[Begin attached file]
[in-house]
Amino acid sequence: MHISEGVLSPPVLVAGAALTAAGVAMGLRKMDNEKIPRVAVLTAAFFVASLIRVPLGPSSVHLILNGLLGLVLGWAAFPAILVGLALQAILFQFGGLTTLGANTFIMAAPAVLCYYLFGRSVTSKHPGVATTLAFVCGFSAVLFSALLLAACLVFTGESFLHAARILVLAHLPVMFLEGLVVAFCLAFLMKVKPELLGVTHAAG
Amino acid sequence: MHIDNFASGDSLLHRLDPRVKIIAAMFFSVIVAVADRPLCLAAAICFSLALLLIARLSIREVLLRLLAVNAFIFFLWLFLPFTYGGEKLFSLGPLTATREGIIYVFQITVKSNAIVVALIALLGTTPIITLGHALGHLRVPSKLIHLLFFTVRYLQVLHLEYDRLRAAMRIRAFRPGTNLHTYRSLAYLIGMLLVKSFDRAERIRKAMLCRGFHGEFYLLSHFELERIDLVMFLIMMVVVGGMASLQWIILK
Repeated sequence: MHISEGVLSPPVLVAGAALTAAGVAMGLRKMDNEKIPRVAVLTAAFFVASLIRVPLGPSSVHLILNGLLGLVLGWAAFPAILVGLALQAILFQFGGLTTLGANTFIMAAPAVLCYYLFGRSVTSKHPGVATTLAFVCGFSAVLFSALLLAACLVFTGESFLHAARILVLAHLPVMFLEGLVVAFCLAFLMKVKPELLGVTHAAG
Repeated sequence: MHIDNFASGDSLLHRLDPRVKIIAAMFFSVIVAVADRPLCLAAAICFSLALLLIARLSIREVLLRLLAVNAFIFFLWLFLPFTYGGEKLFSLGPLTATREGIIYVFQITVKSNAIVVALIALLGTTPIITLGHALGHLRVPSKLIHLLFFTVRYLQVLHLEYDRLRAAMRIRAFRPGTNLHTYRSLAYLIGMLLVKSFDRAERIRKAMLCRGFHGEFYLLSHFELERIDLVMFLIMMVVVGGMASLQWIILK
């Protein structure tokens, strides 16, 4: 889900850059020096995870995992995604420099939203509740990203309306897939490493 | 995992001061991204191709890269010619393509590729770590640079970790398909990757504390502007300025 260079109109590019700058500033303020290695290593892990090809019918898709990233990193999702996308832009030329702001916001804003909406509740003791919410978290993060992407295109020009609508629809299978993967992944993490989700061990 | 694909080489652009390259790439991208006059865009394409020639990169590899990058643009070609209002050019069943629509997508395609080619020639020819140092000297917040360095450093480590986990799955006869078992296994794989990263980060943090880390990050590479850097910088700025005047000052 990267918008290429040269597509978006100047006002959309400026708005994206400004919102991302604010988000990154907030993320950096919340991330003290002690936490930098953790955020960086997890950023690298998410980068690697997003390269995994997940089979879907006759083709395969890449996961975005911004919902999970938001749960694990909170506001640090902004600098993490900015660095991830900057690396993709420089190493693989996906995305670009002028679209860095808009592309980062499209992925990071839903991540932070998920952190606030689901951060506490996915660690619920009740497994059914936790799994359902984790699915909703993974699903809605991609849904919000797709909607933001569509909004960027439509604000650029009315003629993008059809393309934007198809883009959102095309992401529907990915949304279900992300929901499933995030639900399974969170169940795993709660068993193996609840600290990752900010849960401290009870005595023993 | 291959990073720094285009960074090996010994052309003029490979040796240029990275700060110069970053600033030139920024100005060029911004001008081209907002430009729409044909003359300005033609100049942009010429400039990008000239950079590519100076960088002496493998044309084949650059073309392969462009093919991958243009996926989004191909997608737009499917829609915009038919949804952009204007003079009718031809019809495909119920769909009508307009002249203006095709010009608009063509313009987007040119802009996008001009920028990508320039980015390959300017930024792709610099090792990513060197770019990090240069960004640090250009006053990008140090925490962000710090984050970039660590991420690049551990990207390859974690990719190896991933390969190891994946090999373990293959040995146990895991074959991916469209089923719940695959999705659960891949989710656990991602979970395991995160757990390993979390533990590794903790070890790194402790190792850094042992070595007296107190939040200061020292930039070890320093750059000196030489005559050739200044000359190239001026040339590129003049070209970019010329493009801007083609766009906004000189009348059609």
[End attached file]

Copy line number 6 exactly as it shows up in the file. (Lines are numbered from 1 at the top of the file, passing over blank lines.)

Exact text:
């Protein structure tokens, strides 16, 4: 889900850059020096995870995992995604420099939203509740990203309306897939490493 | 995992001061991204191709890269010619393509590729770590640079970790398909990757504390502007300025 260079109109590019700058500033303020290695290593892990090809019918898709990233990193999702996308832009030329702001916001804003909406509740003791919410978290993060992407295109020009609508629809299978993967992944993490989700061990 | 694909080489652009390259790439991208006059865009394409020639990169590899990058643009070609209002050019069943629509997508395609080619020639020819140092000297917040360095450093480590986990799955006869078992296994794989990263980060943090880390990050590479850097910088700025005047000052 990267918008290429040269597509978006100047006002959309400026708005994206400004919102991302604010988000990154907030993320950096919340991330003290002690936490930098953790955020960086997890950023690298998410980068690697997003390269995994997940089979879907006759083709395969890449996961975005911004919902999970938001749960694990909170506001640090902004600098993490900015660095991830900057690396993709420089190493693989996906995305670009002028679209860095808009592309980062499209992925990071839903991540932070998920952190606030689901951060506490996915660690619920009740497994059914936790799994359902984790699915909703993974699903809605991609849904919000797709909607933001569509909004960027439509604000650029009315003629993008059809393309934007198809883009959102095309992401529907990915949304279900992300929901499933995030639900399974969170169940795993709660068993193996609840600290990752900010849960401290009870005595023993 | 291959990073720094285009960074090996010994052309003029490979040796240029990275700060110069970053600033030139920024100005060029911004001008081209907002430009729409044909003359300005033609100049942009010429400039990008000239950079590519100076960088002496493998044309084949650059073309392969462009093919991958243009996926989004191909997608737009499917829609915009038919949804952009204007003079009718031809019809495909119920769909009508307009002249203006095709010009608009063509313009987007040119802009996008001009920028990508320039980015390959300017930024792709610099090792990513060197770019990090240069960004640090250009006053990008140090925490962000710090984050970039660590991420690049551990990207390859974690990719190896991933390969190891994946090999373990293959040995146990895991074959991916469209089923719940695959999705659960891949989710656990991602979970395991995160757990390993979390533990590794903790070890790194402790190792850094042992070595007296107190939040200061020292930039070890320093750059000196030489005559050739200044000359190239001026040339590129003049070209970019010329493009801007083609766009906004000189009348059609």